Florida coach Billy Donovan said Henderson, who averaged 19.5 points per game and is third in the nation with 4.45 made 3-pointers per game, is always hard to defend.

“I think since he has been in this league I do not recall a player as fast as he is coming off screens and getting shots,” Donovan said. “At times you can play really good defense and it does not matter. He is a unique, talented player and the thing I admire most is what a competitor he is. He is a handful, but they have a lot of other good players as well.”

“He’s taking 12 3’s a game. But he’s shooting a decent percentage with those 12. One of them’s going to be from 35 (feet), another’s going to be an inch behind the line. And when he makes them, he’s really, really good, and their team’s really, really good. We just can’t give them any open looks, because he works extremely hard and never stops moving to get a shot off,” Robic said. “They need him to score, there’s no question.”

Ole Miss is fourth in the SEC standings at 7-5 and trails only Florida and Kentucky for the league’s best record over the last 39 SEC teams.

Junior guard Jarvis Summers ranks eighth in the league in scoring at 16.8 points per game and is ninth in the conference with a 48.7 field goal percentage. He’s third in assists at 3.8/game. He is the only player in the league to rank in the top-10 in the SEC in scoring and field goal percentage and top-five in assists.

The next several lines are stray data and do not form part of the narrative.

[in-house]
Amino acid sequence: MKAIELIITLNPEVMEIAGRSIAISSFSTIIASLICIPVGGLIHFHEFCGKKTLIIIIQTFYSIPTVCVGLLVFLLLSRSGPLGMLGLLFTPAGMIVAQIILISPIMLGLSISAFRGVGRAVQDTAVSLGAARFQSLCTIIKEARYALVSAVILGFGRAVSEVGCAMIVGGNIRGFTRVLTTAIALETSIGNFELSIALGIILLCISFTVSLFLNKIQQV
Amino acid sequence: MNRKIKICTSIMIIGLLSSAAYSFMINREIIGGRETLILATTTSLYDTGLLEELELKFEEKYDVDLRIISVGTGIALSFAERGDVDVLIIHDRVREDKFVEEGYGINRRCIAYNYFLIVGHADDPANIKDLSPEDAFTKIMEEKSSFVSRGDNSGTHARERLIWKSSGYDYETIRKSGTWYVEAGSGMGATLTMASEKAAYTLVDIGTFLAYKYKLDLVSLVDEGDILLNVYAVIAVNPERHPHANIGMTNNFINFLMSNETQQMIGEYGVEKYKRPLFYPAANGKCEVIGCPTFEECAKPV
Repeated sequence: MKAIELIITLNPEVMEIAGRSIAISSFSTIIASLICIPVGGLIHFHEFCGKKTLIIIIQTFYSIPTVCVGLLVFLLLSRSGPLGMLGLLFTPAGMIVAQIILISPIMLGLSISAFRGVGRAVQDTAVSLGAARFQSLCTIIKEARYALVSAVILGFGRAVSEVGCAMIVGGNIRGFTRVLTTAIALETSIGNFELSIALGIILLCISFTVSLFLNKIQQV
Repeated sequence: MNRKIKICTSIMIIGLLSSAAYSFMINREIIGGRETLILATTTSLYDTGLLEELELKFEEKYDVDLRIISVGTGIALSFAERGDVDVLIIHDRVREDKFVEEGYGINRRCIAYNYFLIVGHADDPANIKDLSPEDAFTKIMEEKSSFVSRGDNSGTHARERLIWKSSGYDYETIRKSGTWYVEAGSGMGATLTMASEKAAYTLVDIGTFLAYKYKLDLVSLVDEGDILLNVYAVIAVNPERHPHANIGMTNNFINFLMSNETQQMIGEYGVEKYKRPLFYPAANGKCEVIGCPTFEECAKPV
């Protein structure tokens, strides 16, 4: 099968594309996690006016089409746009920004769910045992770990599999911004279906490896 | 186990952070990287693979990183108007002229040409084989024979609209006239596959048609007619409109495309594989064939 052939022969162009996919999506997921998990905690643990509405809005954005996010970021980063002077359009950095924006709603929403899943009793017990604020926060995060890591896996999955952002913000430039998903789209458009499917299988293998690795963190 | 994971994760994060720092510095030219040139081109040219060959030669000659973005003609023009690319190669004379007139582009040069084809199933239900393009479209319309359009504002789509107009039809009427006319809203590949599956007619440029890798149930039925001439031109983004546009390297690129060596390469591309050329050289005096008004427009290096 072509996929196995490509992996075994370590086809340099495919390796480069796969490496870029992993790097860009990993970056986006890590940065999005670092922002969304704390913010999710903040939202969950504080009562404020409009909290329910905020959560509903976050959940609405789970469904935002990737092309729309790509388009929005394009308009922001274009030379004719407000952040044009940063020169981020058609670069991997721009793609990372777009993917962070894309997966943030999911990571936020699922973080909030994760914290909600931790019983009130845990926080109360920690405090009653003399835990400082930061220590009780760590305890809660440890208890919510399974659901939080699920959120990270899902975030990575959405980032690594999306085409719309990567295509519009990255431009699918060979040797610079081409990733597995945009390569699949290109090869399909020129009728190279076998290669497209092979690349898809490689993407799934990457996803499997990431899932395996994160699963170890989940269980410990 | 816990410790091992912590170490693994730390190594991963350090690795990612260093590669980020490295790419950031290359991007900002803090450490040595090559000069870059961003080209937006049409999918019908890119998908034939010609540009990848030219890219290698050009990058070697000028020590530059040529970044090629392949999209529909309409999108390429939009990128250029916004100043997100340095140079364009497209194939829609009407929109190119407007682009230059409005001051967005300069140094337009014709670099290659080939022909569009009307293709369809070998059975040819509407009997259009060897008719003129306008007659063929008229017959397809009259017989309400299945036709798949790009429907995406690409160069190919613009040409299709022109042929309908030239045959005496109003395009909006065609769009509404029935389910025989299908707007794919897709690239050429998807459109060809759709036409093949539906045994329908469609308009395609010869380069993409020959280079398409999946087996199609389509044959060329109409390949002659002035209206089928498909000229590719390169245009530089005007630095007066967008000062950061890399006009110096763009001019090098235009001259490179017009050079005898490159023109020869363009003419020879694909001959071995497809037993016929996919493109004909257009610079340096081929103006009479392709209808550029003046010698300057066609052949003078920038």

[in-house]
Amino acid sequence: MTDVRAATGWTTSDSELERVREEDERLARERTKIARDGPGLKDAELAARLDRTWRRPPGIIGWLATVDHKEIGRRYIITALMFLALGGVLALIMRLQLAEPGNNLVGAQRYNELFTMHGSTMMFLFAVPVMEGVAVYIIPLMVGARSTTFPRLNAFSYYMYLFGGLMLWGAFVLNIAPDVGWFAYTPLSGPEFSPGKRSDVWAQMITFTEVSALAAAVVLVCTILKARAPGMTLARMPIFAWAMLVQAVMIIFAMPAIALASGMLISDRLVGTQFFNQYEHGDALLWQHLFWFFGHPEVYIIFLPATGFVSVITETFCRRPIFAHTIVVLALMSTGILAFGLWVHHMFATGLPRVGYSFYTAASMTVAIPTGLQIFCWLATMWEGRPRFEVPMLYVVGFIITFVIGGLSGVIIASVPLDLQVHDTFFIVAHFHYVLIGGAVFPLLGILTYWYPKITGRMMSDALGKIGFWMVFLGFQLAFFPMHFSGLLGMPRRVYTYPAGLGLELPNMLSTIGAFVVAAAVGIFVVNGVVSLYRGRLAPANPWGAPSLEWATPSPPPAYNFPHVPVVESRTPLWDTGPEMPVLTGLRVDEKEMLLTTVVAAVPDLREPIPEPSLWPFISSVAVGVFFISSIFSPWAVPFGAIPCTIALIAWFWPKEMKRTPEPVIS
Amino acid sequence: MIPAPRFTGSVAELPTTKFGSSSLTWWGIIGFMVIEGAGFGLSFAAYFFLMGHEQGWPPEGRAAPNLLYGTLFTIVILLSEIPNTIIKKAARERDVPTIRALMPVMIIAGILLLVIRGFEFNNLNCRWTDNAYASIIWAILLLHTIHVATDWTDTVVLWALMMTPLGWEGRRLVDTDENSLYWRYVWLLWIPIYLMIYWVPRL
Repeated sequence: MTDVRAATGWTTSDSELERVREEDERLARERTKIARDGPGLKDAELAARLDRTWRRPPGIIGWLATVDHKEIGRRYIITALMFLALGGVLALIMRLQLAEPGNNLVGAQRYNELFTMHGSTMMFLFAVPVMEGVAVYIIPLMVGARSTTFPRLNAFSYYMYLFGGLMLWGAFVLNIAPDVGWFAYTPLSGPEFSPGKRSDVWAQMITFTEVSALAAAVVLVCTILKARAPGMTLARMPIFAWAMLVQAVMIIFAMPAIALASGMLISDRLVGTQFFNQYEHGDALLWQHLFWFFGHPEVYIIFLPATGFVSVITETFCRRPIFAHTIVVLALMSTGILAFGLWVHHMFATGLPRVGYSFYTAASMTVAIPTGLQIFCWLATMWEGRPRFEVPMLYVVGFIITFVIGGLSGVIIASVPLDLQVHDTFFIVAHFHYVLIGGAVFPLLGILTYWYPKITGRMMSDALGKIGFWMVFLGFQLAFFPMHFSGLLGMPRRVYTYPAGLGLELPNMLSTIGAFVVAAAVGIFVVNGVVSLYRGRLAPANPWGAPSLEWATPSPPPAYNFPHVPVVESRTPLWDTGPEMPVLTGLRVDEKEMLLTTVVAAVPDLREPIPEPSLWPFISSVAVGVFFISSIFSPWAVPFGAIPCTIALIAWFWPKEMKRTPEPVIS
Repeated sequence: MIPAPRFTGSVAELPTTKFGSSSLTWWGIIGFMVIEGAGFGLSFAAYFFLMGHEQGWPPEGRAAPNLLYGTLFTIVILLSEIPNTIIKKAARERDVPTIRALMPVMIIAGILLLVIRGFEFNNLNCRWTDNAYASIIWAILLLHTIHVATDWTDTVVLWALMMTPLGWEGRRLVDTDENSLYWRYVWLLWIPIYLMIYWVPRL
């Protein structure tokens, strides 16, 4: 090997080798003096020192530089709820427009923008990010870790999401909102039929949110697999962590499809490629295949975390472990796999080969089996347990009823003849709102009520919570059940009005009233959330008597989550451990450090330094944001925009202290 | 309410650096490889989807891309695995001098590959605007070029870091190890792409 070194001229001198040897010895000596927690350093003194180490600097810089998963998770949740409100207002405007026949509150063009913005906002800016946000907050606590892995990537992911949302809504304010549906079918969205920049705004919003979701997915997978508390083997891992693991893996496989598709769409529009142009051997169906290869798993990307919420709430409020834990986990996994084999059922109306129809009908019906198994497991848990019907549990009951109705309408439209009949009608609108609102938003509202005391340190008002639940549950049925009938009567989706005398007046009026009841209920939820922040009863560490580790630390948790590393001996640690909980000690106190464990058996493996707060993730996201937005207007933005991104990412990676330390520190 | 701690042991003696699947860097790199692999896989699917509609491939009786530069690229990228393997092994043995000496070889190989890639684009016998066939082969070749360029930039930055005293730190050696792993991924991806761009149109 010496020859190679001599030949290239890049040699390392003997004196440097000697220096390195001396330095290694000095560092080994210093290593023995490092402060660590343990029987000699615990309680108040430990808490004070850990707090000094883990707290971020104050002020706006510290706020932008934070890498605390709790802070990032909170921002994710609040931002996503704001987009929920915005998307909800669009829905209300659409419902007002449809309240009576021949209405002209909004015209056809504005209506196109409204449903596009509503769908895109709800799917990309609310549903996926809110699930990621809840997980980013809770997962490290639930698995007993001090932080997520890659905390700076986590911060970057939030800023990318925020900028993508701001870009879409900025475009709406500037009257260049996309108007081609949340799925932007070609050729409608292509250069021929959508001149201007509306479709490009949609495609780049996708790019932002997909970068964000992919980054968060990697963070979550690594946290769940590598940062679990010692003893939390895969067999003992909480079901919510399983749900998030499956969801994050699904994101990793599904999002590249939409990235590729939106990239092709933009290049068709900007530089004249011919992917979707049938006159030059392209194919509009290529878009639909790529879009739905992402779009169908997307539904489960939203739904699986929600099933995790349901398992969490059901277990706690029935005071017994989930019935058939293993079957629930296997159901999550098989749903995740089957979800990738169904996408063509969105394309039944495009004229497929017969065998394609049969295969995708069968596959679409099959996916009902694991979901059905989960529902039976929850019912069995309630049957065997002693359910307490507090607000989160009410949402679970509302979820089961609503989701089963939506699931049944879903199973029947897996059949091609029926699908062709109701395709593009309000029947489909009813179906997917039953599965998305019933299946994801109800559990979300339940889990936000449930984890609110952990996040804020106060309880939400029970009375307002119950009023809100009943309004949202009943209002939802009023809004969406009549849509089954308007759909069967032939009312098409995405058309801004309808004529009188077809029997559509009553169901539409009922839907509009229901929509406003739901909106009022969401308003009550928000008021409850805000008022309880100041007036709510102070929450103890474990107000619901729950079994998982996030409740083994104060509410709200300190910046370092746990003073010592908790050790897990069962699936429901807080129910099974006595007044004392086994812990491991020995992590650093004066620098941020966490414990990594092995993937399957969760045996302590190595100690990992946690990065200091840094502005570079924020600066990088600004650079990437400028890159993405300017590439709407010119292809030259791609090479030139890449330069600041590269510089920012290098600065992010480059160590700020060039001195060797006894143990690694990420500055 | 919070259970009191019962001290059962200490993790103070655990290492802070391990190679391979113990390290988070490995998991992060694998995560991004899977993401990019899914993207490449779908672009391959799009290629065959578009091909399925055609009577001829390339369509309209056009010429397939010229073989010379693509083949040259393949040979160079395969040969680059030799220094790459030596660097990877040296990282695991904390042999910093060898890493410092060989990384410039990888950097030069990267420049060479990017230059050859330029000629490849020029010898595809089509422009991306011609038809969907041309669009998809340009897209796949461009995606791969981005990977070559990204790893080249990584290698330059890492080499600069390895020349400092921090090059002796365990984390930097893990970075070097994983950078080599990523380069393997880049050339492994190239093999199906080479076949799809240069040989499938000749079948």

Freshman forward Sebastian Saiz pulled down 10 boards in a win over Missouri and scored a career-high 20 points against LSU. The Spain native ranks fifth among freshmen in the SEC pulling down 6.0 rebounds per game).

Ole Miss also ranks third the SEC and 12th in the nation, averaging 6.3 blocked shots per game. Junior F Aaron Jones is ranks third in the league, and 56th in the nation, averaging 2.2 blocked shots per game.

“They’re undefeated in the SEC at home. I think typically every team is better at home than not. We went down there last year, and Nerlens (Noel) had a huge game. They’re a different team. They are a perimeter-oriented team with Summers and Henderson and LaDarius White, (Derrick) Millinghaus. So their top four scorers are guards. They started a different lineup last game out. They started really big with (Anthony) Perez and Saiz and No. 23 (Dwight Coleby) at the post. They started big,” Robic said.

“They’re predominantly a zone team. I would say that we’re probably going to see 98 percent zone, whether it’s 2-3 or a 1-3-1. They’ll do some pressing. They seem to press a little bit more at home. I like how Andy coaches. We have to do a good job like we did in the first game here. We were effective in our game plan. We carried it out very, very well. There were only two breakdowns, and Marshall Henderson hit two threes on the two breakdowns. But that’s what we’re getting ready to go into practice now and make sure we’re sharp on that.”

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1 comment


    Henderson wouldn’t be the first opposing player to score a “lot” of points against UK…and lose.